We are a commune of inquiring, skeptical, politically centrist, capitalist, anglophile, traditionalist New England Yankee humans, humanoids, and animals with many interests beyond and above politics. Each of us has had a high-school education (or GED), but all had ADD so didn't pay attention very well, especially the dogs. Each one of us does "try my best to be just like I am," and none of us enjoys working for others, including for Maggie, from whom we receive neither a nickel nor a dime. Freedom from nags, cranks, government, do-gooders, control-freaks and idiots is all that we ask for.
Our Recent Essays Behind the Front Page
Thursday, May 14. 2009
Happiness, George Vaillant, and related topics
I hate studies of happiness because 1) I think happiness is fleeting 2) Everybody's happiness is different 3) I think good cheer and happiness come from within and from a clean conscience - not from without and, 4) I don't think life is or should be all about happiness anyway: I think it is meant to be made of sterner stuff than that...but that's me.
Therefore, I believe that "the good life" is not a one-size-fits-all shoe. For some, it's about being half in the bag on a mountaintop. For some, it's struggling with impossible math problems; for some, it's exerting minimal effort. For some, it's about having good relationships, but many folks don't give a darn about that. "Happiness" is a useless concept and, to me, a "good life" means nothing more than an honorable, responsible Christian life, with minimal jail time, and some golf and tennis and a good man in it but, again, that's just me.
Joshua Shenk has a piece in The Atlantic on the now-72 year-old Harvard longitudinal study. He begins:
Read Shenk's piece, and tell me what you think. David Brooks wrote a commentary on the Shenks piece, in which he says:
Ed: Related, see some of our previous posts on the topic:
The Aristocracy of the Human Spirit: Freedom vs Happiness
Huxley's Brave New World at 75
Do Americans expect too much of marriage?
Happiness for Sale! No brain, no pain.
Grumpy. Are Americans hard to please, or do we just love to bitch?
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There is a complexity to human affairs before which science and analysis simply stands mute. If only.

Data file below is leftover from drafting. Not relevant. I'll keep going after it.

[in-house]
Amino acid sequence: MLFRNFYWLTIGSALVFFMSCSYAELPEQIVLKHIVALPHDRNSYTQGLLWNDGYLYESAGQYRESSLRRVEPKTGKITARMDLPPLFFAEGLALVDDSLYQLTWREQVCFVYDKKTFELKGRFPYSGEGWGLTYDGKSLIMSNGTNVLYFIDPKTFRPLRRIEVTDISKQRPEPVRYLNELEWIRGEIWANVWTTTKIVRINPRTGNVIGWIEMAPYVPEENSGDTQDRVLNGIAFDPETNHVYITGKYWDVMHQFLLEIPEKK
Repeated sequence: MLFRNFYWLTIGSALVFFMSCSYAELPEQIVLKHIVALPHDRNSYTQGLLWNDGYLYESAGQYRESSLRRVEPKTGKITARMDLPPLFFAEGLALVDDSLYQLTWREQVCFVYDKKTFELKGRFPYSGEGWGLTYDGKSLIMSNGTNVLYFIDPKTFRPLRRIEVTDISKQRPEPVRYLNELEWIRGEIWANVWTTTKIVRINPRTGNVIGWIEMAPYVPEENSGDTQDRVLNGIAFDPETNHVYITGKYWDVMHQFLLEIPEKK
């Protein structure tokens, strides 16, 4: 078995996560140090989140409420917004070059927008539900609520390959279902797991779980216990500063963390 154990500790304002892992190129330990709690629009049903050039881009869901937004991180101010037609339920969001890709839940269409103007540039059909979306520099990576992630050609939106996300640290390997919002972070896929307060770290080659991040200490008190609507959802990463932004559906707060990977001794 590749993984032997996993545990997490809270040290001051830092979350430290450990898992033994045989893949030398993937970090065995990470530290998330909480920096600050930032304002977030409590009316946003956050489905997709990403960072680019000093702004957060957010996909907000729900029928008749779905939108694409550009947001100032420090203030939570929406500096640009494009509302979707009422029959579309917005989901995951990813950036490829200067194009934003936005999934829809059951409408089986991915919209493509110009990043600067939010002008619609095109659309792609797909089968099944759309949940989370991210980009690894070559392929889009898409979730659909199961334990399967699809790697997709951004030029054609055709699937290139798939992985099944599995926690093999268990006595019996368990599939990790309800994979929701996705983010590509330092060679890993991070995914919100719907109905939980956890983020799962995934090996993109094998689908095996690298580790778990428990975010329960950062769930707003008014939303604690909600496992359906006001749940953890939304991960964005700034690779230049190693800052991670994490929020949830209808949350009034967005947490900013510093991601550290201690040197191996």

The complexity to human affairs translates into human nature. If anything can figure out that complexity, it is science and analysis. Something our politicians could use if they had the sense. Whoever wrote that .... "...simply stands mute." is not very insightful.
Can you imagine being WFB's kid? That would be like being mentally waterboarded your whole life.
Not saying it's not possible. But as pointed out in the study, the variables are many.
Agree on being WFB's kid... not much freedom there I think.
Maybe he means 'if only' science and analysis would buzz off. That is, leave human nature to figure itself out. hmmm. Not such a good idea, methinks.
I'm thinking WFB treated his kid/s like morons and bored them to death telling them why they were morons whenever they had an original thought. The man was unable to treat anyone as an equal, and I know there are many who would say he had no equal. They would be wrong. What a loathsome man.
#188.8.131.52.1 Meta on 2009-05-14 23:55 (Reply)
I'm thinking ELC means science and analysis should just shut up, and let life go on. But I think that misguided. Isn't 'Know Thyself' a pretty big deal in more than one religion? It's a quest in which we have no real choice. Just more tools with which to confuse ourselves.
Loathsome may or may not be a stretch. But I'm quite sure I wouldn't have personally cared for the man in person. His inability to consider others as equal in some fashion or another very off-putting.
#184.108.40.206.1.1 Luther McLeod on 2009-05-15 00:05 (Reply)
I figure 'know thyself' is not something many religions promote. They want the person to identify themselves through their belief and whatever dogma guides their religion. As for it being a quest we have no choice in, I'll disagree. You've met people who have no desire to wonder about who they are, to understand what motivates them, content to skate through life like a little block of wood on ice. I doubt you find those people entertaining at all. It's curiosity - the gift of gifts. Metacognition..... What are you without it?
#220.127.116.11.1.1.1 Meta on 2009-05-15 00:12 (Reply)
Okay... perhaps most religions don't promote 'know thyself'. But then those only look for chickens who will follow the flock. And not for the independent minded who have made the choice to believe with mind in hand.
I do know the folks you describe... interested only in the next day's entertainment. But most I know do think about their purpose here. As do I.
#18.104.22.168.22.214.171.124 Luther McLeod on 2009-05-15 00:28 (Reply)
One of the more engaging things Christopher Buckley has written is his memoir of his father, William, and his effect on Christopher's life. It's called "My Old Man and the Sea," and young Buckley gave it as a speech at the annual meeting of our country's Movers and Shakers in The Bohemian Grove [I think that's the name] on the West Coast. I suspect you can still Google it and find it on the 'Net. I did several times last summer and was charmed each time.
Those of you who are sailors, as my husband and I were, will enjoy Christopher's comment that Buckley Senior "always crowded on too much sail -- great men always do."
Anyway, TomC and others of you who have gone to the sea in boats, will enjoy Christopher Buckley's essay/obituary/memoir, I think.